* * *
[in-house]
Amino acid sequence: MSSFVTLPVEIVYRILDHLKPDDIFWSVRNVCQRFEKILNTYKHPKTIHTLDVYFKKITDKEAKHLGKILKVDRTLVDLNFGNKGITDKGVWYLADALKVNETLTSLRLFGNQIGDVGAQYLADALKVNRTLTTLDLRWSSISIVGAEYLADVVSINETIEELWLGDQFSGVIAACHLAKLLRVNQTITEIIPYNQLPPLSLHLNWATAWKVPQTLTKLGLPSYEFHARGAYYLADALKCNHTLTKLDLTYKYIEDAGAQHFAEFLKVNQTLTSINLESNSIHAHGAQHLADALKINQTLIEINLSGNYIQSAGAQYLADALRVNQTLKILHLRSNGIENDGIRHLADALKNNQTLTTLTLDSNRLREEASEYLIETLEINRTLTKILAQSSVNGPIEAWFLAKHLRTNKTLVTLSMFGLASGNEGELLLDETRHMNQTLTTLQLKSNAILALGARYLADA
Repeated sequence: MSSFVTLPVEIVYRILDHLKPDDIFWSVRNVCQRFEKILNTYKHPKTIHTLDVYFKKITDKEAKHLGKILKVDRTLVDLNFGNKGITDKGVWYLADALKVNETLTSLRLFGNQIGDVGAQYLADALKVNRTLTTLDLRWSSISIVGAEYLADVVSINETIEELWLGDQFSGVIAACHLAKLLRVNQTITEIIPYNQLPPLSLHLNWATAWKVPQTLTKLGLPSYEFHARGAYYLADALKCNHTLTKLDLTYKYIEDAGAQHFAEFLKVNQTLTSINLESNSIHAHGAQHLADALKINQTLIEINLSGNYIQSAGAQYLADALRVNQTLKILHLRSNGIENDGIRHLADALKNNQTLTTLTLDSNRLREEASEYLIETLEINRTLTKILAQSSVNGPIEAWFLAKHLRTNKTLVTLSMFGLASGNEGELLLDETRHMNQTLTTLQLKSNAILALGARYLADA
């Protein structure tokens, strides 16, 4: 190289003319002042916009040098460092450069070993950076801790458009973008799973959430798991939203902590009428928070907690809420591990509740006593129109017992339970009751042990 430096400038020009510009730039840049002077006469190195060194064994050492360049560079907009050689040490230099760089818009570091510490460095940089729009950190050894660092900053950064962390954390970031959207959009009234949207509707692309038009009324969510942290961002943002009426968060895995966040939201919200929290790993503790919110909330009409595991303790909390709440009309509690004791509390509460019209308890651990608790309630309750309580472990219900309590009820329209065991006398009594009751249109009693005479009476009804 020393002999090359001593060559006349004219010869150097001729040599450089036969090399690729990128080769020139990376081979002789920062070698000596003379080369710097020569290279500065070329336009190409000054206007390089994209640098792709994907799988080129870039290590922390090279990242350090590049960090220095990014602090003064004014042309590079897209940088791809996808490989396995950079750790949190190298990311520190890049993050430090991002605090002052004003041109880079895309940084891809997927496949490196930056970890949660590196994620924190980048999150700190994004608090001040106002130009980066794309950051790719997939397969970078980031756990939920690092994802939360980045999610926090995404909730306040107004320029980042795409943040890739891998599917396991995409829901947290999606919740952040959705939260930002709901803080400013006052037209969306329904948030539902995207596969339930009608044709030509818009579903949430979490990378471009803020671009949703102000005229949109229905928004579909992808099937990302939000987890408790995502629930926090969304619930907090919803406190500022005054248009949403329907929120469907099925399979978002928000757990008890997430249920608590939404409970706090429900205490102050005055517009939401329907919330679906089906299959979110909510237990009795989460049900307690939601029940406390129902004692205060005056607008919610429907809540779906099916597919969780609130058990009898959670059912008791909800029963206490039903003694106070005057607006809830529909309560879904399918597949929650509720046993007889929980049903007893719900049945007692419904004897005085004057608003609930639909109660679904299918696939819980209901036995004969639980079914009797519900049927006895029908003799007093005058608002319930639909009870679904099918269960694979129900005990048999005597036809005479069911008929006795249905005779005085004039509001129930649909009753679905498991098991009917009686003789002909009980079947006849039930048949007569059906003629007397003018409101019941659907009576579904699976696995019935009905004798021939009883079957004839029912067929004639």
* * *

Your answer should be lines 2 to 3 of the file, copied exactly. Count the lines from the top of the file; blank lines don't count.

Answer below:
Amino acid sequence: MSSFVTLPVEIVYRILDHLKPDDIFWSVRNVCQRFEKILNTYKHPKTIHTLDVYFKKITDKEAKHLGKILKVDRTLVDLNFGNKGITDKGVWYLADALKVNETLTSLRLFGNQIGDVGAQYLADALKVNRTLTTLDLRWSSISIVGAEYLADVVSINETIEELWLGDQFSGVIAACHLAKLLRVNQTITEIIPYNQLPPLSLHLNWATAWKVPQTLTKLGLPSYEFHARGAYYLADALKCNHTLTKLDLTYKYIEDAGAQHFAEFLKVNQTLTSINLESNSIHAHGAQHLADALKINQTLIEINLSGNYIQSAGAQYLADALRVNQTLKILHLRSNGIENDGIRHLADALKNNQTLTTLTLDSNRLREEASEYLIETLEINRTLTKILAQSSVNGPIEAWFLAKHLRTNKTLVTLSMFGLASGNEGELLLDETRHMNQTLTTLQLKSNAILALGARYLADA
Repeated sequence: MSSFVTLPVEIVYRILDHLKPDDIFWSVRNVCQRFEKILNTYKHPKTIHTLDVYFKKITDKEAKHLGKILKVDRTLVDLNFGNKGITDKGVWYLADALKVNETLTSLRLFGNQIGDVGAQYLADALKVNRTLTTLDLRWSSISIVGAEYLADVVSINETIEELWLGDQFSGVIAACHLAKLLRVNQTITEIIPYNQLPPLSLHLNWATAWKVPQTLTKLGLPSYEFHARGAYYLADALKCNHTLTKLDLTYKYIEDAGAQHFAEFLKVNQTLTSINLESNSIHAHGAQHLADALKINQTLIEINLSGNYIQSAGAQYLADALRVNQTLKILHLRSNGIENDGIRHLADALKNNQTLTTLTLDSNRLREEASEYLIETLEINRTLTKILAQSSVNGPIEAWFLAKHLRTNKTLVTLSMFGLASGNEGELLLDETRHMNQTLTTLQLKSNAILALGARYLADA